Bill would replace Montana elections watchdog with Secretary of State

Skees makes second attempt to eliminate the office of Commissioner of Political Practices

Jeff Mangan, Montana's Commissioner of Political Practices, testified against a bill that would eliminate his office at the state Legislature on February 25, 2021. (MPAN)

When Montana’s Commissioner of Political Practices dismissed a residency complaint from Tom Woods against his opponent in a race for the Public Service Commission, the former lawmaker said he realized two things.

“To me, it proves the commissioner makes mistakes,” Woods told the House State Administration Committee. “To you, it proves the commissioner does not always side with Democrats.”

Woods’ contention is at the heart of the argument about a revived effort to eliminate Montana’s Commissioner of Political Practices and move its duties to the Secretary of State, an idea that provoked stiff opposition from the commissioner’s office, county elections officials and others in a hearing Thursday.

“It’s like having an umpire in the baseball game,” Woods said. “Someone has to call balls and strikes. What this bill does is make the umpire a member of the home team.”

The Commissioner of Political Practices is tasked with enforcing Montana’s campaign laws, reviewing finance reports, registering lobbyists and more. House Bill 535, sponsored by Rep. Derek Skees, R-Kalispell, would move the bulk of the office’s operations to the Secretary of State’s office, while enforcement responsibilities would be handed off to the Attorney General or relevant county attorney.

In its place, the bill would create a four-person campaign practices and ethics review board. The House Speaker, Senate President, and House and Senate Minority Leaders would each nominate someone to the board, which would vote on sanctions arising from complaints referred to the body by the Secretary of State. If there’s sufficient evidence for prosecution, the board would in turn refer the complaint to the proper authority.

Skees told the committee Thursday that removing the office, which was the Legislature created in the 1970s, would remove partisanship from the enforcement of campaign law.

“It’s appointed by a governor and the electorate has no redress to that office,” he said.

The equally bipartisan review board would serve as a “filter mechanism” against overtly partisan complaints, Skees added — in other words, a violation would have to be egregious enough to unite the board’s Democratic and Republican members.

The current Commissioner of Political Practices is Jeff Mangan, someone who Skees said he thinks is doing an excellent job.

“I’m bringing this bill because of his predecessor,” Skees said. “He was used as a hammer for the Democratic governor the entire time he was in his office.”

He’s referring to former Commissioner Jonathan Motl, who waged a high-profile fight against GOP-aligned dark money groups over candidate coordination violations that culminated in a record judgment last year. In 2017, Skees proposed a largely similar bill that made it out of the House but ultimately died in a Senate committee.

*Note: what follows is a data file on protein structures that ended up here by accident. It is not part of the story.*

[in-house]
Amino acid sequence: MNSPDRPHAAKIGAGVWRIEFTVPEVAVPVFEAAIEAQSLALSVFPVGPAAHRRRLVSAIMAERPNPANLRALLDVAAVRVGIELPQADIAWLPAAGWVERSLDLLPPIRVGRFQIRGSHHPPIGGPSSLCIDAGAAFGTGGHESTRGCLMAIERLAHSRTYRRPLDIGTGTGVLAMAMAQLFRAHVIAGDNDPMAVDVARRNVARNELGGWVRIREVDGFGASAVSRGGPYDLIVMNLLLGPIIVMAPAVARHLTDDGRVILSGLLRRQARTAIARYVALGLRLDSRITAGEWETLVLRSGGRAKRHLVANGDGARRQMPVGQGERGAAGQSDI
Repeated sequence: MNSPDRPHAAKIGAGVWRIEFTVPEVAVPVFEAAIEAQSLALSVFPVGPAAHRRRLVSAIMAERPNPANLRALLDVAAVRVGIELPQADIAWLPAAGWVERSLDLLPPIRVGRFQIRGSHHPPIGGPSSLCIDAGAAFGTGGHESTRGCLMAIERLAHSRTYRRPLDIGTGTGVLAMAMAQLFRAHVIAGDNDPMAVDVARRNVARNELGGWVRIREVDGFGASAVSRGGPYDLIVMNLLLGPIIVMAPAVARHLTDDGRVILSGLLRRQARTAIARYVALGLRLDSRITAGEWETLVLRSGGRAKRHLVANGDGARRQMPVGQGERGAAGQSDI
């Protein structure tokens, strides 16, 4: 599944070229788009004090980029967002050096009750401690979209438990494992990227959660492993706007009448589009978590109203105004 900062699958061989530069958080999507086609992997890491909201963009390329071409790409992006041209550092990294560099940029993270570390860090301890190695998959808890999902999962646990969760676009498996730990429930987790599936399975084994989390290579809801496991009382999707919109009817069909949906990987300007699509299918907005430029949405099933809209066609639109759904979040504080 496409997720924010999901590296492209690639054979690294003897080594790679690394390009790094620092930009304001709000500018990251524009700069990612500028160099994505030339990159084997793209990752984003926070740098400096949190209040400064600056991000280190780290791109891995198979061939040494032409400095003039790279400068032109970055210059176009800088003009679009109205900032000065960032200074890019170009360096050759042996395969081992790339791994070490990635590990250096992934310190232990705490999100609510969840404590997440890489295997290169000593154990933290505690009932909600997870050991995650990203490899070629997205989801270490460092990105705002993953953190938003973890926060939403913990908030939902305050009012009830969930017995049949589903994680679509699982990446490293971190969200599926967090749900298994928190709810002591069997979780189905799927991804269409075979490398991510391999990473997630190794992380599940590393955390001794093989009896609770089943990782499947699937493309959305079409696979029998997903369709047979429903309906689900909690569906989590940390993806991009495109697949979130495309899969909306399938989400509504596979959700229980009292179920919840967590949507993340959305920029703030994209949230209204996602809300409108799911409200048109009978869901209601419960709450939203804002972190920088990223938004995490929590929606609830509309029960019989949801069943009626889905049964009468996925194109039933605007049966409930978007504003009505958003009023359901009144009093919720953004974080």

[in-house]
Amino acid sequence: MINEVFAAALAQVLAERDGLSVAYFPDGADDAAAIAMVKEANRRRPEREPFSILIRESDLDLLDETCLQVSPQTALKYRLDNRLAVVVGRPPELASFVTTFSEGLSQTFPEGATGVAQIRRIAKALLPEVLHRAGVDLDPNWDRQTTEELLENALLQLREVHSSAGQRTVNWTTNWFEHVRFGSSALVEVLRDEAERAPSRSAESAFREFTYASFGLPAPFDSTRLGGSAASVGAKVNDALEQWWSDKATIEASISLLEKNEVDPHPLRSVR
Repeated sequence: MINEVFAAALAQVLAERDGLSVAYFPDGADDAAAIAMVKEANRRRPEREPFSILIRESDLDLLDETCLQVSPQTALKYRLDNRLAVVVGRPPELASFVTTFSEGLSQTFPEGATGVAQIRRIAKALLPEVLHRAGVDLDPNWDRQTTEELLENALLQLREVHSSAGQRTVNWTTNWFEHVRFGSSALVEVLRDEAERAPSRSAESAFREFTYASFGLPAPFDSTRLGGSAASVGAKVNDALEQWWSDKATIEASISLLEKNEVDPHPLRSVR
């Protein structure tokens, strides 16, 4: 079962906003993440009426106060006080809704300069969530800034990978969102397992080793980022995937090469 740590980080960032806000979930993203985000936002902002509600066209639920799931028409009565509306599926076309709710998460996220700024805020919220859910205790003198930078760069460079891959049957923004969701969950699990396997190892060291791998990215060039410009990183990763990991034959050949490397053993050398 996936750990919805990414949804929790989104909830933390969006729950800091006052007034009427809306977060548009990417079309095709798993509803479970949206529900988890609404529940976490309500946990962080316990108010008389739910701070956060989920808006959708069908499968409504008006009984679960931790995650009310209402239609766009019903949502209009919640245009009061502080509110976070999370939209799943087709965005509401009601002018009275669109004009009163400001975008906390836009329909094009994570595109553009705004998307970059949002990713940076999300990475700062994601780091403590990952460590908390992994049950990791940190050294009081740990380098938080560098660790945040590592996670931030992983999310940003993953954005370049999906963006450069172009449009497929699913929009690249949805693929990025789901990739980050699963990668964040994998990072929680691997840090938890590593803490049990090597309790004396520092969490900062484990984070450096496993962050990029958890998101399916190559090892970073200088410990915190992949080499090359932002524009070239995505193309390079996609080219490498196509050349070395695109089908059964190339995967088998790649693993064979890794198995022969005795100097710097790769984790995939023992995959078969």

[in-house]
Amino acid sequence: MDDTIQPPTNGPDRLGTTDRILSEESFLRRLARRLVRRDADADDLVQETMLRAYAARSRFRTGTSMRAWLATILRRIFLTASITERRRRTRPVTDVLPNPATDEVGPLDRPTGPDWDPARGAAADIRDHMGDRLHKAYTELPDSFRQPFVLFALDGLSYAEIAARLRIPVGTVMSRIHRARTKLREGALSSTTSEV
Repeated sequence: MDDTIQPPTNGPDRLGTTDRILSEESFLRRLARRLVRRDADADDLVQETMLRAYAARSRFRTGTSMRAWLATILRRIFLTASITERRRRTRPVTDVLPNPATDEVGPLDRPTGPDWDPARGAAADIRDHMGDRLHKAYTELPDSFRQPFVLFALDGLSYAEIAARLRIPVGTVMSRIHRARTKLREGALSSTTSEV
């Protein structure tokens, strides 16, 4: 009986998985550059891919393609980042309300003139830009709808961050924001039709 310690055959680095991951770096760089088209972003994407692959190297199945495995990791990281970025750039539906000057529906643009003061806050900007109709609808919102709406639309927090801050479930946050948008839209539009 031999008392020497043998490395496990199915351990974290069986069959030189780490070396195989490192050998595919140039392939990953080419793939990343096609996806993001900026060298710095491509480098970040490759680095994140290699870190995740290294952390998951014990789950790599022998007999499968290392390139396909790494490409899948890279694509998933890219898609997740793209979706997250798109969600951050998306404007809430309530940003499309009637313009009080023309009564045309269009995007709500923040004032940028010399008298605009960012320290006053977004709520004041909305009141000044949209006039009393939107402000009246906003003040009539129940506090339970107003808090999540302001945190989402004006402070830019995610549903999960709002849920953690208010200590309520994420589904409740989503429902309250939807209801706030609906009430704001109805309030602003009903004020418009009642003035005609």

Opponents say the bill would do the opposite of Skees’ claims, consolidating an important government oversight function into other state and county agencies run by elected officials who are themselves partisan — a point raised by multiple lawmakers on the committee during testimony. Skees, for the record, repeated his belief that both elected attorneys and the Secretary of State are independent.

Mangan, the current commissioner, told the committee that the bill had none of the ethics safeguards that exist for the office today.

“The commissioner can also be impeached and prosecuted,” he said. “They must follow Montana’s code of ethics and Montana’s campaign finance laws. You will not find, among many other things, such processes in the bill. There’s no process for conflict of interest, no recusal, no process for an ethics complaint against the commission of four.”

Mangan also addressed Skees’ concerns about citizen accountability. The governor does not have the unilateral ability to pick a commissioner, he said. Rather, the Legislature reviews and submits a list of nominees to the governor, who makes his or her pick. Still, the governor’s chosen candidate still must face confirmation by the Senate.

As far as perceived political prejudice, he said the closest he’s ever come to either the current or past governor was speaking with their staffs.

Other members of the office said that the transition outlined in the bill would be costly, difficult and necessitate significant new rulemaking.

It would also intermix what had previously been separate functions: while county clerks and the Secretary of State run elections, they do not generally enforce election law.

“Just that I’m the election administrator on the county level, the Secretary of State is the election administrator on the state level,” said Regina Plettenberg with the Montana Association of Clerks, Recorders and Election Officials, who described the bill as “scary.”

“We feel it’s important that those duties be separate,” she said.
Dana Corson, director of voter and elections services for the Secretary of State’s Office, was present in committee as an informational witness on Thursday. His office, however, is not taking a stance.
Corson had previously testified in support of bills that his boss, Secretary of State Christi Jacobsen, is backing, noted State Administration Committee Chair Rep. Wendy McKamey, R-Ulm,

“This is a green light for more partisan shenanigans,” said Woods. “No voter has ever told me that they want me to go to Helena and make Montana politics more partisan.”